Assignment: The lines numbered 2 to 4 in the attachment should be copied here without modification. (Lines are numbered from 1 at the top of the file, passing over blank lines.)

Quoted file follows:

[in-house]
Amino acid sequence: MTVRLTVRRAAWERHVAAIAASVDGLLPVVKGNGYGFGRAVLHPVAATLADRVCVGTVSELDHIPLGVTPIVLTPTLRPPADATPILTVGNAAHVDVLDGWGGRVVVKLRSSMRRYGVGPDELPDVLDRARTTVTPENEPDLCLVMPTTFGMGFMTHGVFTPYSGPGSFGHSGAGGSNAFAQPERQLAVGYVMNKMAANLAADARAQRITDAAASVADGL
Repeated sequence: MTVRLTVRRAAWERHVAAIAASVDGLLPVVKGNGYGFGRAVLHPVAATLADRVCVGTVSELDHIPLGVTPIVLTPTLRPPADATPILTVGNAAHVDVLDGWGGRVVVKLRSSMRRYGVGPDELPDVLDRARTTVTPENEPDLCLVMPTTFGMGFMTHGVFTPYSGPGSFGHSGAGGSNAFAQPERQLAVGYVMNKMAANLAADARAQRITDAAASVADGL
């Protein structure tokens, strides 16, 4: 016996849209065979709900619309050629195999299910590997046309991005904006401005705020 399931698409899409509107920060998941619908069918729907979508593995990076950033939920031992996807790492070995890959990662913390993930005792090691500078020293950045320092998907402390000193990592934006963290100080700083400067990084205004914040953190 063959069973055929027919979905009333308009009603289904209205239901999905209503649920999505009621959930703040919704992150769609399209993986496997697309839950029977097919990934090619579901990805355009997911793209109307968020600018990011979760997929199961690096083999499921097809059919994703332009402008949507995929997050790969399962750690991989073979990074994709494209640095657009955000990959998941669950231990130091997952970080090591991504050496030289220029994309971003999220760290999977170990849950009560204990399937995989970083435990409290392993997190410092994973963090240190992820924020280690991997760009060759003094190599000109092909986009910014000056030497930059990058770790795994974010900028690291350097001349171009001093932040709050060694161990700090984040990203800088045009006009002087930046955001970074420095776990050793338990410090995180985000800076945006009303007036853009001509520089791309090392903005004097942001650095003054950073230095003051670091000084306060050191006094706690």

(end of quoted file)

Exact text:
Amino acid sequence: MTVRLTVRRAAWERHVAAIAASVDGLLPVVKGNGYGFGRAVLHPVAATLADRVCVGTVSELDHIPLGVTPIVLTPTLRPPADATPILTVGNAAHVDVLDGWGGRVVVKLRSSMRRYGVGPDELPDVLDRARTTVTPENEPDLCLVMPTTFGMGFMTHGVFTPYSGPGSFGHSGAGGSNAFAQPERQLAVGYVMNKMAANLAADARAQRITDAAASVADGL
Repeated sequence: MTVRLTVRRAAWERHVAAIAASVDGLLPVVKGNGYGFGRAVLHPVAATLADRVCVGTVSELDHIPLGVTPIVLTPTLRPPADATPILTVGNAAHVDVLDGWGGRVVVKLRSSMRRYGVGPDELPDVLDRARTTVTPENEPDLCLVMPTTFGMGFMTHGVFTPYSGPGSFGHSGAGGSNAFAQPERQLAVGYVMNKMAANLAADARAQRITDAAASVADGL
């Protein structure tokens, strides 16, 4: 016996849209065979709900619309050629195999299910590997046309991005904006401005705020 399931698409899409509107920060998941619908069918729907979508593995990076950033939920031992996807790492070995890959990662913390993930005792090691500078020293950045320092998907402390000193990592934006963290100080700083400067990084205004914040953190 063959069973055929027919979905009333308009009603289904209205239901999905209503649920999505009621959930703040919704992150769609399209993986496997697309839950029977097919990934090619579901990805355009997911793209109307968020600018990011979760997929199961690096083999499921097809059919994703332009402008949507995929997050790969399962750690991989073979990074994709494209640095657009955000990959998941669950231990130091997952970080090591991504050496030289220029994309971003999220760290999977170990849950009560204990399937995989970083435990409290392993997190410092994973963090240190992820924020280690991997760009060759003094190599000109092909986009910014000056030497930059990058770790795994974010900028690291350097001349171009001093932040709050060694161990700090984040990203800088045009006009002087930046955001970074420095776990050793338990410090995180985000800076945006009303007036853009001509520089791309090392903005004097942001650095003054950073230095003051670091000084306060050191006094706690």